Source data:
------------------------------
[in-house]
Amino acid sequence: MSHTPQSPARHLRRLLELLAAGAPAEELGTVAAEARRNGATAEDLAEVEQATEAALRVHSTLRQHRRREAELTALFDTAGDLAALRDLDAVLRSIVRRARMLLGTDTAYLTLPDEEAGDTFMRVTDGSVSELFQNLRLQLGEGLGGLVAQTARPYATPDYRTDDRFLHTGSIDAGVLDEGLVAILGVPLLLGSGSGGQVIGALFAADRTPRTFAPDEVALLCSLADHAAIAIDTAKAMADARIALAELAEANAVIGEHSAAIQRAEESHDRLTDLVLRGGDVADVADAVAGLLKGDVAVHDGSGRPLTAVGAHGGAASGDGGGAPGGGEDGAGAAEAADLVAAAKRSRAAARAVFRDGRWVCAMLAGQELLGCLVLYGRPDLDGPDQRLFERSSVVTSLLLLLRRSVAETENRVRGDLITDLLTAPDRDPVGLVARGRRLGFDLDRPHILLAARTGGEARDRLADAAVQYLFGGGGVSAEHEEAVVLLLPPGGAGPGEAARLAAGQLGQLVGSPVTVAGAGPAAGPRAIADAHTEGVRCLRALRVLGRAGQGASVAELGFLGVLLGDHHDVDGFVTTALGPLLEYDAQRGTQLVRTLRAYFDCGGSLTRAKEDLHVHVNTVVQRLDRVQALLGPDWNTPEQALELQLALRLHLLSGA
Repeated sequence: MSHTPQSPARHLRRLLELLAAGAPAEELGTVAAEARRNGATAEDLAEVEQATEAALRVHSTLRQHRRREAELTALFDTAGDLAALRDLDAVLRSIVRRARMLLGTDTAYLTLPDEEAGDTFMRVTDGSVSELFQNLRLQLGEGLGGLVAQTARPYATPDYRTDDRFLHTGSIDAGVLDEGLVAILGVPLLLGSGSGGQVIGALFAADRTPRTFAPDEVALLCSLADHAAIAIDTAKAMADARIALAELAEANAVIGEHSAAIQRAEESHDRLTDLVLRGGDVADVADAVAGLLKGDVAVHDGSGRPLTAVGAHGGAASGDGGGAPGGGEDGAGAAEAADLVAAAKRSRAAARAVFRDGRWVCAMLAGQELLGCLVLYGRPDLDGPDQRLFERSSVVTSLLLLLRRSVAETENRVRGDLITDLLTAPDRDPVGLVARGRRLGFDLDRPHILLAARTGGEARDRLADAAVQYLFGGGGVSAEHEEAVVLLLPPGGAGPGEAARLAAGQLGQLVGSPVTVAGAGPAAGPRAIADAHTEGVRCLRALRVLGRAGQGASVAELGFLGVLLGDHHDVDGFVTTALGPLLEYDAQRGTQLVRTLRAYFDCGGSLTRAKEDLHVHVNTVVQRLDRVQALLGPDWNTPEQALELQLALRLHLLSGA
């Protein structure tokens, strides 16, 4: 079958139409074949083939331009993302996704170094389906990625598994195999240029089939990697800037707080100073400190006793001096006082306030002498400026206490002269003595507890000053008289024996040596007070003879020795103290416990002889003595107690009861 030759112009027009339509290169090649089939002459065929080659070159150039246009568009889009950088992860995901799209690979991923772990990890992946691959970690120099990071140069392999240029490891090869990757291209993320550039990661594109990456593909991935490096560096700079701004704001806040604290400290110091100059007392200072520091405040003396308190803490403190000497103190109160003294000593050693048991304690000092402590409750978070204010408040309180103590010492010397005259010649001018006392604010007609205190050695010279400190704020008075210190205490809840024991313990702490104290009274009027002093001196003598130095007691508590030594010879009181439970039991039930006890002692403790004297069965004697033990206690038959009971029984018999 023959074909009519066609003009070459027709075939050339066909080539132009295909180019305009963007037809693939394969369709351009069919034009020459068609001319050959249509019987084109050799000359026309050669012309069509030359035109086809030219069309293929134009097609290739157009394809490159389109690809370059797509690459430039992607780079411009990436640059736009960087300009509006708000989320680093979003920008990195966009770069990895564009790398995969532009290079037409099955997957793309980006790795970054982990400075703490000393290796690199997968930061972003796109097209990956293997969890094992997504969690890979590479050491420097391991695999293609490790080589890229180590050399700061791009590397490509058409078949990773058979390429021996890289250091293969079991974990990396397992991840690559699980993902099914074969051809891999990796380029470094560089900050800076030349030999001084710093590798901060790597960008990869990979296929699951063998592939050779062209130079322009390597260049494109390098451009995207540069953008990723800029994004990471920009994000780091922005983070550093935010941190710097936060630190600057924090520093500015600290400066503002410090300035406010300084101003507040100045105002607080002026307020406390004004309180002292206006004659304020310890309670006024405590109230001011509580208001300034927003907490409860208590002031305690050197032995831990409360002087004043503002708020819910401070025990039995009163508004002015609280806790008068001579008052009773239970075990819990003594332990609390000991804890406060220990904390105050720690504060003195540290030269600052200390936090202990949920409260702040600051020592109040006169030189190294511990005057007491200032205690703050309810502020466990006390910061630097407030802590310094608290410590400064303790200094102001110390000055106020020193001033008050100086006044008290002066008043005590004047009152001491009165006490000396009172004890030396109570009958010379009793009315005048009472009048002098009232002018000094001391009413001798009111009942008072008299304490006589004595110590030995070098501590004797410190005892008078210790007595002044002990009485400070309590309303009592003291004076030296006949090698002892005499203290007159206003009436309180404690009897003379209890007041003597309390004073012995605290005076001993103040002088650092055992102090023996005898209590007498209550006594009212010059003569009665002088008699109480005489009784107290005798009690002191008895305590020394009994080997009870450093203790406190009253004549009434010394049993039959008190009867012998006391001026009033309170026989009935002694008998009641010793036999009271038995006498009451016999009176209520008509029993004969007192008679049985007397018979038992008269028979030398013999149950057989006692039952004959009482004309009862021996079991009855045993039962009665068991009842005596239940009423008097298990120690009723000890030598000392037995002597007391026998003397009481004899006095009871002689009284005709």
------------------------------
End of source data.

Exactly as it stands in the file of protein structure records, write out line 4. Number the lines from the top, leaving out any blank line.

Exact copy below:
């Protein structure tokens, strides 16, 4: 079958139409074949083939331009993302996704170094389906990625598994195999240029089939990697800037707080100073400190006793001096006082306030002498400026206490002269003595507890000053008289024996040596007070003879020795103290416990002889003595107690009861 030759112009027009339509290169090649089939002459065929080659070159150039246009568009889009950088992860995901799209690979991923772990990890992946691959970690120099990071140069392999240029490891090869990757291209993320550039990661594109990456593909991935490096560096700079701004704001806040604290400290110091100059007392200072520091405040003396308190803490403190000497103190109160003294000593050693048991304690000092402590409750978070204010408040309180103590010492010397005259010649001018006392604010007609205190050695010279400190704020008075210190205490809840024991313990702490104290009274009027002093001196003598130095007691508590030594010879009181439970039991039930006890002692403790004297069965004697033990206690038959009971029984018999 023959074909009519066609003009070459027709075939050339066909080539132009295909180019305009963007037809693939394969369709351009069919034009020459068609001319050959249509019987084109050799000359026309050669012309069509030359035109086809030219069309293929134009097609290739157009394809490159389109690809370059797509690459430039992607780079411009990436640059736009960087300009509006708000989320680093979003920008990195966009770069990895564009790398995969532009290079037409099955997957793309980006790795970054982990400075703490000393290796690199997968930061972003796109097209990956293997969890094992997504969690890979590479050491420097391991695999293609490790080589890229180590050399700061791009590397490509058409078949990773058979390429021996890289250091293969079991974990990396397992991840690559699980993902099914074969051809891999990796380029470094560089900050800076030349030999001084710093590798901060790597960008990869990979296929699951063998592939050779062209130079322009390597260049494109390098451009995207540069953008990723800029994004990471920009994000780091922005983070550093935010941190710097936060630190600057924090520093500015600290400066503002410090300035406010300084101003507040100045105002607080002026307020406390004004309180002292206006004659304020310890309670006024405590109230001011509580208001300034927003907490409860208590002031305690050197032995831990409360002087004043503002708020819910401070025990039995009163508004002015609280806790008068001579008052009773239970075990819990003594332990609390000991804890406060220990904390105050720690504060003195540290030269600052200390936090202990949920409260702040600051020592109040006169030189190294511990005057007491200032205690703050309810502020466990006390910061630097407030802590310094608290410590400064303790200094102001110390000055106020020193001033008050100086006044008290002066008043005590004047009152001491009165006490000396009172004890030396109570009958010379009793009315005048009472009048002098009232002018000094001391009413001798009111009942008072008299304490006589004595110590030995070098501590004797410190005892008078210790007595002044002990009485400070309590309303009592003291004076030296006949090698002892005499203290007159206003009436309180404690009897003379209890007041003597309390004073012995605290005076001993103040002088650092055992102090023996005898209590007498209550006594009212010059003569009665002088008699109480005489009784107290005798009690002191008895305590020394009994080997009870450093203790406190009253004549009434010394049993039959008190009867012998006391001026009033309170026989009935002694008998009641010793036999009271038995006498009451016999009176209520008509029993004969007192008679049985007397018979038992008269028979030398013999149950057989006692039952004959009482004309009862021996079991009855045993039962009665068991009842005596239940009423008097298990120690009723000890030598000392037995002597007391026998003397009481004899006095009871002689009284005709």